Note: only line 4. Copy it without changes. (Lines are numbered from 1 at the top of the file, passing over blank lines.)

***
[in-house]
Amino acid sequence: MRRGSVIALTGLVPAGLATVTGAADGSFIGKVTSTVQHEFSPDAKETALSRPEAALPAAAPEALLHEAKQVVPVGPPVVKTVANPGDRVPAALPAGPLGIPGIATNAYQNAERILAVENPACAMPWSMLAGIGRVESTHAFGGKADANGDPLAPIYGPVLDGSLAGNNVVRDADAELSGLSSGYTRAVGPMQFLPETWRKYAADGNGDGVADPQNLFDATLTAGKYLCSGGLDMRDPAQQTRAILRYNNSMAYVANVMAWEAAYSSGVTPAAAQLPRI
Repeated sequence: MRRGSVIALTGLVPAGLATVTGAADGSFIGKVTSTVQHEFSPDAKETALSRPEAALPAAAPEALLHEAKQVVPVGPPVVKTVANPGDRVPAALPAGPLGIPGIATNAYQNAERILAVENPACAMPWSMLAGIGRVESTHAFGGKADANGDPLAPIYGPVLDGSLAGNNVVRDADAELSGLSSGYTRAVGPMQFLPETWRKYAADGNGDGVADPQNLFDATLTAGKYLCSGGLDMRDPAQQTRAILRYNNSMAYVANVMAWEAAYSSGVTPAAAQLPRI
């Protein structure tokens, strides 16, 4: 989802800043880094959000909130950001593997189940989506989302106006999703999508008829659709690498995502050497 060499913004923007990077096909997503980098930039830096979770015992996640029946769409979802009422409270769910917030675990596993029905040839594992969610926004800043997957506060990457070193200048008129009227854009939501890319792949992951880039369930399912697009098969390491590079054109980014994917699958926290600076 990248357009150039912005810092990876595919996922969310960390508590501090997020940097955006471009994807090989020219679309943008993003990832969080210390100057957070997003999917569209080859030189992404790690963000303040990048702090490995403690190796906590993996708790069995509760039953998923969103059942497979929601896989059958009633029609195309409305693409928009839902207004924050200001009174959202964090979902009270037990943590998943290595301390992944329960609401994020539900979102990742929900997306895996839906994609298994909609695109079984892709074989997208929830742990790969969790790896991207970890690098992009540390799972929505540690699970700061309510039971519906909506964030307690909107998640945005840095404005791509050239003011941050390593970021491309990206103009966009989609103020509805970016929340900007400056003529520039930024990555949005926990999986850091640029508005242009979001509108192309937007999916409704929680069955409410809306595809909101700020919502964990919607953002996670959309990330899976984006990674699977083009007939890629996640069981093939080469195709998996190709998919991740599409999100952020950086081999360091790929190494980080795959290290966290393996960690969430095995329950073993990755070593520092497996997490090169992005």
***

């Protein structure tokens, strides 16, 4: 989802800043880094959000909130950001593997189940989506989302106006999703999508008829659709690498995502050497 060499913004923007990077096909997503980098930039830096979770015992996640029946769409979802009422409270769910917030675990596993029905040839594992969610926004800043997957506060990457070193200048008129009227854009939501890319792949992951880039369930399912697009098969390491590079054109980014994917699958926290600076 990248357009150039912005810092990876595919996922969310960390508590501090997020940097955006471009994807090989020219679309943008993003990832969080210390100057957070997003999917569209080859030189992404790690963000303040990048702090490995403690190796906590993996708790069995509760039953998923969103059942497979929601896989059958009633029609195309409305693409928009839902207004924050200001009174959202964090979902009270037990943590998943290595301390992944329960609401994020539900979102990742929900997306895996839906994609298994909609695109079984892709074989997208929830742990790969969790790896991207970890690098992009540390799972929505540690699970700061309510039971519906909506964030307690909107998640945005840095404005791509050239003011941050390593970021491309990206103009966009989609103020509805970016929340900007400056003529520039930024990555949005926990999986850091640029508005242009979001509108192309937007999916409704929680069955409410809306595809909101700020919502964990919607953002996670959309990330899976984006990674699977083009007939890629996640069981093939080469195709998996190709998919991740599409999100952020950086081999360091790929190494980080795959290290966290393996960690969430095995329950073993990755070593520092497996997490090169992005």